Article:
ARA: Ag Retail Earns Policy Victories, Prepares for Next Challenges

The legislative, regulatory and judicial landscape is vastly different from what the agricultural retail industry experienced decades ago. In the past eight years, federal regulators completed hundreds of major rules that impacted many sectors, including agriculture. Each of these rules imposes new costs greater than $100 million.

In the past year, the worst offenders of excessive, unlawful regulations were the Environmental Protection Agency (EPA) and Department of Labor's Occupational Safety and Health Administration (OSHA). Congressional partisan gridlock leads to more stalemates than accomplishments. This legislative dysfunction led to federal agencies like EPA and OSHA filling in the policy vacuum. They continue to attempt to expand federal regulations well beyond Congressional intent and do not follow the proper rulemaking process.

For example, OSHA issued an enforcement memorandum seeking to expand the scope of the Process Safety Management (PSM) regulations to include agricultural retailers, contrary to more than 20 years of regulatory precedent of the "retail exemption." This exemption used a long-standing definition of retail facility to mean one that derived more than 50% of its income from direct sales to end users.

ARA, in partnership with The Fertilizer Institute (TFI), spent hundreds of thousands of dollars litigating this unlawful action.

Furthermore, in the past few years, actions of the EPA's Office of Pesticide Programs have threatened the effectiveness and quantity of crop protection products that are available. This has occurred because of the agency's systemic failure to use a proper risk assessment process.

Several important pesticides such as flubendiamide, sulfoxaflor and chlorpyrifos were on the EPA's target list for removal from the marketplace.

These continuous regulatory challenges and roadblocks led to frustration and lack of certainty.

Despite the full force of these powerful federal agencies coming to bear down on agricultural retailers and their farmer-customers, we at ARA stepped up our efforts in 2016 to fight these types of illegal agency actions with industry coalition partners, and we experienced some major wins for our members.

Court Upholds OSHA PSM Retail Exemption

In July 2015, OSHA issued an enforcement memo that revised guidance regarding the PSM retail exemption. The change would have impacted more than 3,800 agricultural retail facilities that store and handle anhydrous ammonia fertilizer. ARA secured help from key allies in Congress to include language in the annual federal spending bills to prohibit OSHA from using any funds to enforce the retail exemption memo. This important provision was extended in the Consolidated Appropriations Act of 2016.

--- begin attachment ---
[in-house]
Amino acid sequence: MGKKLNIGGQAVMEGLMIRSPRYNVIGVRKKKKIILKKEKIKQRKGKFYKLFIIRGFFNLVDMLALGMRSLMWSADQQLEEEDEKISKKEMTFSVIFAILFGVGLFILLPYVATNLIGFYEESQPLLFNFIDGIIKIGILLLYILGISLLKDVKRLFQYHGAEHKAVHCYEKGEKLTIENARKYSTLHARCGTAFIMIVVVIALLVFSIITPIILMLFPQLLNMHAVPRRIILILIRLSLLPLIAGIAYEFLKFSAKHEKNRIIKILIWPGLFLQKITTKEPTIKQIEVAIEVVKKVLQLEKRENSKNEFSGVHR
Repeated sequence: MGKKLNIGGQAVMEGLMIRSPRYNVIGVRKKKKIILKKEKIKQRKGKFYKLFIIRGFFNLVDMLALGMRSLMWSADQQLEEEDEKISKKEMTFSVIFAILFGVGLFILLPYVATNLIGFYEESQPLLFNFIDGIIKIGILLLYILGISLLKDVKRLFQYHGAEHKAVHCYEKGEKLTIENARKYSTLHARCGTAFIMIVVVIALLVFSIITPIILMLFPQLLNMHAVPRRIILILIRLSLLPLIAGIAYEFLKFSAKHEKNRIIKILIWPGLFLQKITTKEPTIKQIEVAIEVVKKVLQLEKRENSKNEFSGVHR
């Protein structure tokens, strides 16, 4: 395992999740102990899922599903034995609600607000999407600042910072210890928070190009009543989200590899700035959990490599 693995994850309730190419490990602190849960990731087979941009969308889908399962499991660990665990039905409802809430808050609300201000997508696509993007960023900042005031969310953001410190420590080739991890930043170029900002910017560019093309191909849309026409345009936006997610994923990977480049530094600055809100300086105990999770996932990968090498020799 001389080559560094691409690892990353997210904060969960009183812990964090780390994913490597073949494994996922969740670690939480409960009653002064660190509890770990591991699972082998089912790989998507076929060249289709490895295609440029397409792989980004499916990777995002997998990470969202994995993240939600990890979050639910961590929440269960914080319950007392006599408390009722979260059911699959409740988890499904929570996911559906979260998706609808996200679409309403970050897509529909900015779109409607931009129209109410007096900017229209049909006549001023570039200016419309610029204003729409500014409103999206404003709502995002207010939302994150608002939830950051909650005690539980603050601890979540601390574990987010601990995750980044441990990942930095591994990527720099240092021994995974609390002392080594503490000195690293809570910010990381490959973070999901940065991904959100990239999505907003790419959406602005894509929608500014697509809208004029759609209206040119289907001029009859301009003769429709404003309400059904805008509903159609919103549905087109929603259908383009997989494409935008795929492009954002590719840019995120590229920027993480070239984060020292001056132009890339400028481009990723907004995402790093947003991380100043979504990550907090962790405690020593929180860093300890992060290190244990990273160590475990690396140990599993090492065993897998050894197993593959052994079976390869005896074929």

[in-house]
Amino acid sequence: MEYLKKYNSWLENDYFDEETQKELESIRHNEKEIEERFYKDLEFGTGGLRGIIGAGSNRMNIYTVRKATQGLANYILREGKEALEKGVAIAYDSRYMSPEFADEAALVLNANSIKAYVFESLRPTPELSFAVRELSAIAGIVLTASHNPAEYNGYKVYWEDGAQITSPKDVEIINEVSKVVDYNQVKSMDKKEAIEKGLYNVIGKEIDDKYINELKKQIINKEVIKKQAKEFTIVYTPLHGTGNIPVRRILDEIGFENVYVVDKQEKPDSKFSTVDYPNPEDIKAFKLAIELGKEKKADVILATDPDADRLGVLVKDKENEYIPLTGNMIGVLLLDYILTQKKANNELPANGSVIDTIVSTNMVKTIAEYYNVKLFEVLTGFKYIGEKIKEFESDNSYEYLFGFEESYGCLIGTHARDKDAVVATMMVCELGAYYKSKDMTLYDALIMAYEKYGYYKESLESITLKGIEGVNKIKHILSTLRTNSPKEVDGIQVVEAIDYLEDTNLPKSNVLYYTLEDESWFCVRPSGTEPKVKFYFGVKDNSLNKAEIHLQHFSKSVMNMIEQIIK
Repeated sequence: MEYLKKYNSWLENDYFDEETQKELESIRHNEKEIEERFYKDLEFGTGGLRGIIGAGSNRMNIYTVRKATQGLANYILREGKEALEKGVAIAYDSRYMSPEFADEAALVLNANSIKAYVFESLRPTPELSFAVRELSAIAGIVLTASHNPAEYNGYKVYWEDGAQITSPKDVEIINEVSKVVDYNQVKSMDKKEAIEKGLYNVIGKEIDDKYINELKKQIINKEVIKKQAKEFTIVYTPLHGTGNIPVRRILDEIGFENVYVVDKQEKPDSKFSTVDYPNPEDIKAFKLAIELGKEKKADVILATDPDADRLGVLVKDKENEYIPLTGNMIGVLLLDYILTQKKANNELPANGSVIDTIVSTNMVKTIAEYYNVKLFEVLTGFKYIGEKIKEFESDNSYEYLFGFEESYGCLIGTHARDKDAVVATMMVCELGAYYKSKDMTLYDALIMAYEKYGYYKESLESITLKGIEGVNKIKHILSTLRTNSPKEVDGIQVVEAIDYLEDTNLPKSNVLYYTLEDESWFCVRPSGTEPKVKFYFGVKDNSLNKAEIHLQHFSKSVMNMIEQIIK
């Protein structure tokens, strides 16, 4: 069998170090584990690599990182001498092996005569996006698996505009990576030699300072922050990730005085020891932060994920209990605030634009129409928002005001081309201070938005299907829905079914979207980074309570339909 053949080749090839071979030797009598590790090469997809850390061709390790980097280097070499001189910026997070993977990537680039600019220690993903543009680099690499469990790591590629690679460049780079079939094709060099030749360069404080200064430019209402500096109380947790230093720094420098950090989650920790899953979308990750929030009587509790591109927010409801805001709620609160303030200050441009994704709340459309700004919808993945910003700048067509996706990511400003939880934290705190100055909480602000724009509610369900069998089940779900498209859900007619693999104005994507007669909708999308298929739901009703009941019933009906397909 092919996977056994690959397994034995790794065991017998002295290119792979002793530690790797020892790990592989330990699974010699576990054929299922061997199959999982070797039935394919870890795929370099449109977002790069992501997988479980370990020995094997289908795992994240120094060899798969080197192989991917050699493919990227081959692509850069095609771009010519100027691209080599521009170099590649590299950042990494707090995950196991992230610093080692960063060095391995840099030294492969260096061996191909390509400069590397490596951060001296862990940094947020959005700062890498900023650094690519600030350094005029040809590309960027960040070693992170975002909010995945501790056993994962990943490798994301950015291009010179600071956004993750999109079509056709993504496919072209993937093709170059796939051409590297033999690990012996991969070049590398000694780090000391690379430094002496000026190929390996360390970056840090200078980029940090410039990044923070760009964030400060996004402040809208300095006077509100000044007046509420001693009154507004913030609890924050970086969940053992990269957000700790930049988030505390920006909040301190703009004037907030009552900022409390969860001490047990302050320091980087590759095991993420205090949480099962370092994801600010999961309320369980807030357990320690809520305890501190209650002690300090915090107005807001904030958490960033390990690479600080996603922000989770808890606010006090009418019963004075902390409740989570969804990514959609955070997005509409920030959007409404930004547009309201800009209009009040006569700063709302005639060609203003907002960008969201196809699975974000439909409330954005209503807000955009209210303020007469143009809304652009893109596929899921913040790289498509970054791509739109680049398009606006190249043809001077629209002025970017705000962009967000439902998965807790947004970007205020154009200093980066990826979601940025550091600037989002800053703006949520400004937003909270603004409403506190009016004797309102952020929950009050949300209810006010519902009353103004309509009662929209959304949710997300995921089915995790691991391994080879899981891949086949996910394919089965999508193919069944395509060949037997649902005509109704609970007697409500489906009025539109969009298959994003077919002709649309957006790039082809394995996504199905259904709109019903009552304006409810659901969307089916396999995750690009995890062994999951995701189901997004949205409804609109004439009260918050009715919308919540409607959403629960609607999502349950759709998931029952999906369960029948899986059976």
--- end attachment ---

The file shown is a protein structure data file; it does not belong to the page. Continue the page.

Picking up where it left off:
In response to this language, OSHA announced it would not take any enforcement action until Oct. 1, 2016.

In a case brought against OSHA by ARA and TFI, on Sept. 23, 2016, the U.S. Court of Appeals for the District of Columbia ruled that OSHA violated the Occupational Safety and Health (OSH) Act. The agency then appealed the three-judge panel decision to the full D.C. Circuit, which also rejected OSHA's actions.

In applauding the court decision, ARA president and CEO Daren Coppock says, "This administration has broadly and unjustly avoided proper procedure to construct and reinterpret myriad of federal regulations without public input. The court's decision in this case affirms the importance of regulatory agencies following proper notice and comment rulemaking procedure."

Following the election of Donald Trump in November, the agricultural retail industry is unlikely to see OSHA attempt further expansions of the PSM regulations.

Protecting Availability of Crop Protection Products

In 2016, ARA was actively involved in initiatives to help maintain essential crop protection products as available tools for the industry.

Several products subject to cancellation, such as sulfoxaflor and flubendiamide, were targets of anti-chemical groups that filed lawsuits against EPA. There was also the Anderson treated seed lawsuit, which could have use of neonicotinoid products in seed treatment.

In the flubendiamide case, the EPA's Environmental Appeals Board upheld the cancellation of flubendiamide, a Bayer CropScience insecticide sold under the trade name Belt, but it allowed existing stocks to be sold by retailers and distributors.

In overturning the EPA's existing stocks decision, the appeals board cited ARA's Amicus Brief that pointed out long-standing precedent to allow existing stock sales and noted the financial hardship placed on retailers. ARA previously sent a letter to the EPA that commented on the existing stocks provision.

In the Anderson v. EPA seed treatment case, ARA joined CropLife America and several other organizations that would have been impacted by the court decision. In this case, the plaintiffs, comprised mainly of beekeepers, had asked a California court to order EPA to regulate seeds treated with pesticides as if the seeds were the pesticides themselves.